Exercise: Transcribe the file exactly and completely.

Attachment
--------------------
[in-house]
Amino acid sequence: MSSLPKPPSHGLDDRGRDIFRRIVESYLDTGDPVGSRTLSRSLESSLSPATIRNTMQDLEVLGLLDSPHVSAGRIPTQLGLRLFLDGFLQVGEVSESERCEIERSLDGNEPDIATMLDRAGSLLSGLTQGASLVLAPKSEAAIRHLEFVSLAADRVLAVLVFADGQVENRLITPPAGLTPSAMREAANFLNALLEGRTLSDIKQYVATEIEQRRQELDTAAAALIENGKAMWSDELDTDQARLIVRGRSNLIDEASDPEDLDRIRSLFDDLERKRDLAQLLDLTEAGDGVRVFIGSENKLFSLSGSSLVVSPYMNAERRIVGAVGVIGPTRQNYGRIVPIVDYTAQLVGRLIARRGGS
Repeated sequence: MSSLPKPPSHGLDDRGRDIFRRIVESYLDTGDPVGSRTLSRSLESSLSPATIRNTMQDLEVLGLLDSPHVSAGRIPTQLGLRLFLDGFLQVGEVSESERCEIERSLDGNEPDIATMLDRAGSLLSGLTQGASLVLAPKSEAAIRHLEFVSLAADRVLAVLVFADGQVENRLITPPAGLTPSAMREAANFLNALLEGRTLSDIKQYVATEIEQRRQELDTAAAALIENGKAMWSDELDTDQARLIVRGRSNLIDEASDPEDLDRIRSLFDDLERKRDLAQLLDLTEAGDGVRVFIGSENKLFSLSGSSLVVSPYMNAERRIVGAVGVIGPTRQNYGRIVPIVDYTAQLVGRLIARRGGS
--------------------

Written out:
[in-house]
Amino acid sequence: MSSLPKPPSHGLDDRGRDIFRRIVESYLDTGDPVGSRTLSRSLESSLSPATIRNTMQDLEVLGLLDSPHVSAGRIPTQLGLRLFLDGFLQVGEVSESERCEIERSLDGNEPDIATMLDRAGSLLSGLTQGASLVLAPKSEAAIRHLEFVSLAADRVLAVLVFADGQVENRLITPPAGLTPSAMREAANFLNALLEGRTLSDIKQYVATEIEQRRQELDTAAAALIENGKAMWSDELDTDQARLIVRGRSNLIDEASDPEDLDRIRSLFDDLERKRDLAQLLDLTEAGDGVRVFIGSENKLFSLSGSSLVVSPYMNAERRIVGAVGVIGPTRQNYGRIVPIVDYTAQLVGRLIARRGGS
Repeated sequence: MSSLPKPPSHGLDDRGRDIFRRIVESYLDTGDPVGSRTLSRSLESSLSPATIRNTMQDLEVLGLLDSPHVSAGRIPTQLGLRLFLDGFLQVGEVSESERCEIERSLDGNEPDIATMLDRAGSLLSGLTQGASLVLAPKSEAAIRHLEFVSLAADRVLAVLVFADGQVENRLITPPAGLTPSAMREAANFLNALLEGRTLSDIKQYVATEIEQRRQELDTAAAALIENGKAMWSDELDTDQARLIVRGRSNLIDEASDPEDLDRIRSLFDDLERKRDLAQLLDLTEAGDGVRVFIGSENKLFSLSGSSLVVSPYMNAERRIVGAVGVIGPTRQNYGRIVPIVDYTAQLVGRLIARRGGS